So recently there has been a huge blow-up in the media about a controversial advert which Shea Moisture released. The ad features three young ladies: one blonde, one redhead and one of mixed race background. The supposed intent of the advert was to address ‘Hair Hate’ – a phenomenon which describes when people dislike their natural hair because of its texture, the way it looks, or whatever other reason – and to highlight that Shea Moisture is now creating products for all hair types and encouraging women to love their hair.
Now if you have been a loyal customer of Shea Moisture’s, you will be familiar with the fact that it was initially started with the objective of filling in that gap in the market for naturalistas and relaxed girls with the thicker, kinkier, coarser hair types, that had been left void for so long in the hair industry. My black sistas all over the world were rejoicing that there were finally products on the market that catered to their needs and left their hair feeling moisturized and nourished.
Gone were the days of being forced to use shampoos and conditioners that didn’t even begin to scratch the itch (no pun intended) of making Black hair more manageable. We saw ourselves represented and of course, became faithful flock of the #SheaFam, which eventually elevated from a street corner hustle into a $700 million dollar business today.
All of that has caved in, with just a one minute video Hair Hate advert.
PARDON ME FOR THINKING that if Shea Moisture (or anyone really) was going to make an ad on having any sorts of insecurities and feelings of hatred towards one’s hair that they would reach out to their number one customer base: the women of colour who have been taught from childhood to believe that what grows from their own heads isn’t beautiful; the girls who have been suspended from school for wearing their natural hair, further emphasizing this narrative; the women who have been so damn loyal to the business since it started off on its training wheels in the 90’s?? Instead, black women all over were visibly excluded by the brand that was supposed to be, for them, a symbol of inclusion. I personally couldn’t relate to any of the women in the video, let alone their stories. Disappointing.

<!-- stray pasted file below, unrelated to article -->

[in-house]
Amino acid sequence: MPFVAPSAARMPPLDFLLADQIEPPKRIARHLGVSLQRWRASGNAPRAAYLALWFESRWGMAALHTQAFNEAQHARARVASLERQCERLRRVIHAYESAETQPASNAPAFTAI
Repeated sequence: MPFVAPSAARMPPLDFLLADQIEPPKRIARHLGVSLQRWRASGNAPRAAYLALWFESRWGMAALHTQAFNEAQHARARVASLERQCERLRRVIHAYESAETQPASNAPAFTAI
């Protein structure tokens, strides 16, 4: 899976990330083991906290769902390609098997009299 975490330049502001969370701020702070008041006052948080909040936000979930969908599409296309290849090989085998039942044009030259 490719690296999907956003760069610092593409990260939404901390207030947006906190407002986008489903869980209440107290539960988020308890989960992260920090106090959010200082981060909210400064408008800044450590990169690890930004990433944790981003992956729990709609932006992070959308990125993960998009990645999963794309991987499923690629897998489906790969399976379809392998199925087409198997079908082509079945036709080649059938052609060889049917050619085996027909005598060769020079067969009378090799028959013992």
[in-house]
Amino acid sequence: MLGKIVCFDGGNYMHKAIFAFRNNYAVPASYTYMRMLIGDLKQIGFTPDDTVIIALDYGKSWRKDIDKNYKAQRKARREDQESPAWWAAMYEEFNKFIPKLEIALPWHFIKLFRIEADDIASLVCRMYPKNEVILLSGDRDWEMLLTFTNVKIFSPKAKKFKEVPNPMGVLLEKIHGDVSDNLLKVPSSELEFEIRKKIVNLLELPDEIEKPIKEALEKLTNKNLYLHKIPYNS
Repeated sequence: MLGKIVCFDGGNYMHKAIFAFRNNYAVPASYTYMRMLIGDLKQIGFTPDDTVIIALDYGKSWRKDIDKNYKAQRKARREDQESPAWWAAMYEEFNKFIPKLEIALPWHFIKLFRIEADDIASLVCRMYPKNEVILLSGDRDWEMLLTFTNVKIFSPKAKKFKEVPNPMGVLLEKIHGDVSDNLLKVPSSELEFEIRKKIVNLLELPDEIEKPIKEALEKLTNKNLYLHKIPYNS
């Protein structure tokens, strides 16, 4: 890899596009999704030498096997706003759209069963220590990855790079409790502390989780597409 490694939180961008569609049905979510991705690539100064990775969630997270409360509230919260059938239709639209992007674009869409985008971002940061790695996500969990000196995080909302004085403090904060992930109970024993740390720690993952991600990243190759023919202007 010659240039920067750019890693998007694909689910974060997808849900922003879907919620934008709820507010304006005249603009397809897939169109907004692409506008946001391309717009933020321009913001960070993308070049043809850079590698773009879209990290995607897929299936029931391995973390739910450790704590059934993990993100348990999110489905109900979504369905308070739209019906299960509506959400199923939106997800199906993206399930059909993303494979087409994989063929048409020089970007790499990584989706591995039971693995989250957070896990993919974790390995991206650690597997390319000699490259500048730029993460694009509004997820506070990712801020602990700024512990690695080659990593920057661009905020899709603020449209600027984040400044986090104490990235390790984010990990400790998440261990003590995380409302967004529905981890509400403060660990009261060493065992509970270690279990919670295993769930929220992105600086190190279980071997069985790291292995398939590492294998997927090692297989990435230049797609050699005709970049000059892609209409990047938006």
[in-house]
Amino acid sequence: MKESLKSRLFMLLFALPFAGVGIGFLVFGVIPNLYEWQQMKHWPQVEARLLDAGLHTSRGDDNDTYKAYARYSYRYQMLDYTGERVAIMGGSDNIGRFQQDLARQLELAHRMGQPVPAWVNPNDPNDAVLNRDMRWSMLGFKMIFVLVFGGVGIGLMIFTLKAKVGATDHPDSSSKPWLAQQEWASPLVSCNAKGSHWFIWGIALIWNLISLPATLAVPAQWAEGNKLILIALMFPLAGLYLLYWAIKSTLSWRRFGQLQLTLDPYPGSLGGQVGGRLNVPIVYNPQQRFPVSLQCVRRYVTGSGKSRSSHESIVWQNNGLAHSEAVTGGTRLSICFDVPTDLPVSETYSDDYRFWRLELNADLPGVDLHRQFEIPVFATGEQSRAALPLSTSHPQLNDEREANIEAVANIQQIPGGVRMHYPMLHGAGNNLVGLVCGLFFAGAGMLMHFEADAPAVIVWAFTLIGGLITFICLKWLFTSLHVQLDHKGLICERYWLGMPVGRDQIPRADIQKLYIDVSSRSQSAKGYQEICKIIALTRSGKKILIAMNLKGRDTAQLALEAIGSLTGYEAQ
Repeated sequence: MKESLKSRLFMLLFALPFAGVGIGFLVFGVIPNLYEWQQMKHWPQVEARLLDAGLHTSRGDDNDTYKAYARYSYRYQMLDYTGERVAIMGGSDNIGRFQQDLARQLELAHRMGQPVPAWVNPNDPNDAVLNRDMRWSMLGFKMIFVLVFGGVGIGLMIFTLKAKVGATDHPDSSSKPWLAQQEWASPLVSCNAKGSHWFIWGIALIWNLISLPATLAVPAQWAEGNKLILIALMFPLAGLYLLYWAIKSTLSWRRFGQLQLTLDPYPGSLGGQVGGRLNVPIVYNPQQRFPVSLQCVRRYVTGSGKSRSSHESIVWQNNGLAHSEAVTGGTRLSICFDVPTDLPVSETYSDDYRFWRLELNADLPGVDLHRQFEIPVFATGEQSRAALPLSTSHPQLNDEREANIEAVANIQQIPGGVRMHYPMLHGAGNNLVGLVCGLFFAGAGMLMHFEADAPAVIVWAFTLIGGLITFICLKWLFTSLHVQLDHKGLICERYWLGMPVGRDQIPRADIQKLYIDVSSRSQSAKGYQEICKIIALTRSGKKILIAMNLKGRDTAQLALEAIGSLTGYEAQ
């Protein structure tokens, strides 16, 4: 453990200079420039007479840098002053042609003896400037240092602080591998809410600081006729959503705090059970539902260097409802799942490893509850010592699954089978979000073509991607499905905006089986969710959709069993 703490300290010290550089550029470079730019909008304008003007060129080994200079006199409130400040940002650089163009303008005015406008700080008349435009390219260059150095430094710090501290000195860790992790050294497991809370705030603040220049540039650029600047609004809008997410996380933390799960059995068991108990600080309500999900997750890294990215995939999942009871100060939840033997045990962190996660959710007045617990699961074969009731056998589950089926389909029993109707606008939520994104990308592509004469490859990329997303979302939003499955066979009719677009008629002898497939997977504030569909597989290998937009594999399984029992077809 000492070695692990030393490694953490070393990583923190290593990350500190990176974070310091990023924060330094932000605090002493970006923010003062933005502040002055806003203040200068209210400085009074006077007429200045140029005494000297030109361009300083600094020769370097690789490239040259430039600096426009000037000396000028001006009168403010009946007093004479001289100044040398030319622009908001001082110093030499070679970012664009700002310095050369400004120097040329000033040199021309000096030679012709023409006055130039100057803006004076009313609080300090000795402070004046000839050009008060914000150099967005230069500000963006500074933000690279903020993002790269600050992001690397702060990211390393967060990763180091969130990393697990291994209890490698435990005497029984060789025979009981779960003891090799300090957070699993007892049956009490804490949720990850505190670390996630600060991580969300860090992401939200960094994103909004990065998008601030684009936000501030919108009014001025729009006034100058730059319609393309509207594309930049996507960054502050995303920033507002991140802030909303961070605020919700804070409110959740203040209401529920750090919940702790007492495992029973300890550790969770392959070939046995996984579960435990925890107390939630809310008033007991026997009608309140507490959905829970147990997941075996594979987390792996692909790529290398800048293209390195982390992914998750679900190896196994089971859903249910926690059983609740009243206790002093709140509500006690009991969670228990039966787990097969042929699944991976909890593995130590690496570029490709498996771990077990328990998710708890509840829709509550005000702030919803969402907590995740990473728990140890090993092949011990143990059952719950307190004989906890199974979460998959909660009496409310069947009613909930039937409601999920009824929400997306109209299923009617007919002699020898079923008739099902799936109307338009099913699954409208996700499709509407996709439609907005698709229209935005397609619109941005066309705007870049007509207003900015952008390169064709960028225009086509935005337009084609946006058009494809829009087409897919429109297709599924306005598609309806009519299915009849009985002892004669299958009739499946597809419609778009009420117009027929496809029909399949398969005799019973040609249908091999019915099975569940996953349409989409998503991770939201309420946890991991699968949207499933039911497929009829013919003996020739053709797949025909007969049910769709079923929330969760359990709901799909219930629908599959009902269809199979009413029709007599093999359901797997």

As a Business student myself, I do understand the perspective of Shea Moisture in their need to expand into new customer segments and grow their market share. One might even argue that this move does represent inclusion, since the brand did not previously sell products for Caucasian hair. My issue with this, however, is that in their attempt to give White people a seat at the table, they have simultaneously booted Black women out of theirs. And this is not in the sense of just the advert alone, but several Black women have also noticed that the products which used to work miracles for their hair have suddenly become useless and less effective, leading to the blinking suspicion that Shea Moisture’s formulas have been dulled down to be more fit for use by White women.